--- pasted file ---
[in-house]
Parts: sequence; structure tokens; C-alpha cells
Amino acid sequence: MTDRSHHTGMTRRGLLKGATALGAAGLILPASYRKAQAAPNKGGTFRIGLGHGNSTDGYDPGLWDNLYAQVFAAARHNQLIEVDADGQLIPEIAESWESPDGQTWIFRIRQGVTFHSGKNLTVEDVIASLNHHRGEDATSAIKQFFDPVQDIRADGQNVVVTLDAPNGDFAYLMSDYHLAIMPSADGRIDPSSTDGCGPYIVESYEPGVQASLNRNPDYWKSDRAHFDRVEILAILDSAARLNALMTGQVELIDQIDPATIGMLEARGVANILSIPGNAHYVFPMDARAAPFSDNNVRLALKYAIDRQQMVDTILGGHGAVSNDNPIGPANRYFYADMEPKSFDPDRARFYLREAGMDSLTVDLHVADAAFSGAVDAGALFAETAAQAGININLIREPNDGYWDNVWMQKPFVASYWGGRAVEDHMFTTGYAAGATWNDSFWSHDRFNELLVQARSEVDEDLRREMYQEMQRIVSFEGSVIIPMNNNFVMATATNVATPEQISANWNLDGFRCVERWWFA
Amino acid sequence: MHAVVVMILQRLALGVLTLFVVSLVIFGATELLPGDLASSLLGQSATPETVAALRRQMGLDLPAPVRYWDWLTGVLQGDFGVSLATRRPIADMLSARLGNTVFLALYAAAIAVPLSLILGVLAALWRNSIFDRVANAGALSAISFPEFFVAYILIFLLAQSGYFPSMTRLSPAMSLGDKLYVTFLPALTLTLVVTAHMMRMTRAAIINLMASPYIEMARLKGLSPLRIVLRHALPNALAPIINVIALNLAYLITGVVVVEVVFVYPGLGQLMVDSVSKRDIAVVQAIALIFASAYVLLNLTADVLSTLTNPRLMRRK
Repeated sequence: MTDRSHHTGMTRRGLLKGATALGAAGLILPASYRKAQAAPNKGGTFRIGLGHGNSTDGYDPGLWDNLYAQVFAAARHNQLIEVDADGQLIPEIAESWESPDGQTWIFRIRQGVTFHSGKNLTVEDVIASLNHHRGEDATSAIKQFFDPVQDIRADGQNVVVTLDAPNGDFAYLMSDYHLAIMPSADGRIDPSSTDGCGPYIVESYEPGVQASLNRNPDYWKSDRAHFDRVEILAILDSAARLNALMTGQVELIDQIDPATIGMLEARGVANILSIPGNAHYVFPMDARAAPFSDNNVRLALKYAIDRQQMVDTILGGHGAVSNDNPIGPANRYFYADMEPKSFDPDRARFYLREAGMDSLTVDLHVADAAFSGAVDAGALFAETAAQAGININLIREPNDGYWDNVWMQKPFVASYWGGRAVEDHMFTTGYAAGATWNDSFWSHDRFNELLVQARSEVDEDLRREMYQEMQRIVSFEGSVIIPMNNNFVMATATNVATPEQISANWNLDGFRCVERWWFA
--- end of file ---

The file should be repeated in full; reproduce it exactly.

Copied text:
[in-house]
Parts: sequence; structure tokens; C-alpha cells
Amino acid sequence: MTDRSHHTGMTRRGLLKGATALGAAGLILPASYRKAQAAPNKGGTFRIGLGHGNSTDGYDPGLWDNLYAQVFAAARHNQLIEVDADGQLIPEIAESWESPDGQTWIFRIRQGVTFHSGKNLTVEDVIASLNHHRGEDATSAIKQFFDPVQDIRADGQNVVVTLDAPNGDFAYLMSDYHLAIMPSADGRIDPSSTDGCGPYIVESYEPGVQASLNRNPDYWKSDRAHFDRVEILAILDSAARLNALMTGQVELIDQIDPATIGMLEARGVANILSIPGNAHYVFPMDARAAPFSDNNVRLALKYAIDRQQMVDTILGGHGAVSNDNPIGPANRYFYADMEPKSFDPDRARFYLREAGMDSLTVDLHVADAAFSGAVDAGALFAETAAQAGININLIREPNDGYWDNVWMQKPFVASYWGGRAVEDHMFTTGYAAGATWNDSFWSHDRFNELLVQARSEVDEDLRREMYQEMQRIVSFEGSVIIPMNNNFVMATATNVATPEQISANWNLDGFRCVERWWFA
Amino acid sequence: MHAVVVMILQRLALGVLTLFVVSLVIFGATELLPGDLASSLLGQSATPETVAALRRQMGLDLPAPVRYWDWLTGVLQGDFGVSLATRRPIADMLSARLGNTVFLALYAAAIAVPLSLILGVLAALWRNSIFDRVANAGALSAISFPEFFVAYILIFLLAQSGYFPSMTRLSPAMSLGDKLYVTFLPALTLTLVVTAHMMRMTRAAIINLMASPYIEMARLKGLSPLRIVLRHALPNALAPIINVIALNLAYLITGVVVVEVVFVYPGLGQLMVDSVSKRDIAVVQAIALIFASAYVLLNLTADVLSTLTNPRLMRRK
Repeated sequence: MTDRSHHTGMTRRGLLKGATALGAAGLILPASYRKAQAAPNKGGTFRIGLGHGNSTDGYDPGLWDNLYAQVFAAARHNQLIEVDADGQLIPEIAESWESPDGQTWIFRIRQGVTFHSGKNLTVEDVIASLNHHRGEDATSAIKQFFDPVQDIRADGQNVVVTLDAPNGDFAYLMSDYHLAIMPSADGRIDPSSTDGCGPYIVESYEPGVQASLNRNPDYWKSDRAHFDRVEILAILDSAARLNALMTGQVELIDQIDPATIGMLEARGVANILSIPGNAHYVFPMDARAAPFSDNNVRLALKYAIDRQQMVDTILGGHGAVSNDNPIGPANRYFYADMEPKSFDPDRARFYLREAGMDSLTVDLHVADAAFSGAVDAGALFAETAAQAGININLIREPNDGYWDNVWMQKPFVASYWGGRAVEDHMFTTGYAAGATWNDSFWSHDRFNELLVQARSEVDEDLRREMYQEMQRIVSFEGSVIIPMNNNFVMATATNVATPEQISANWNLDGFRCVERWWFA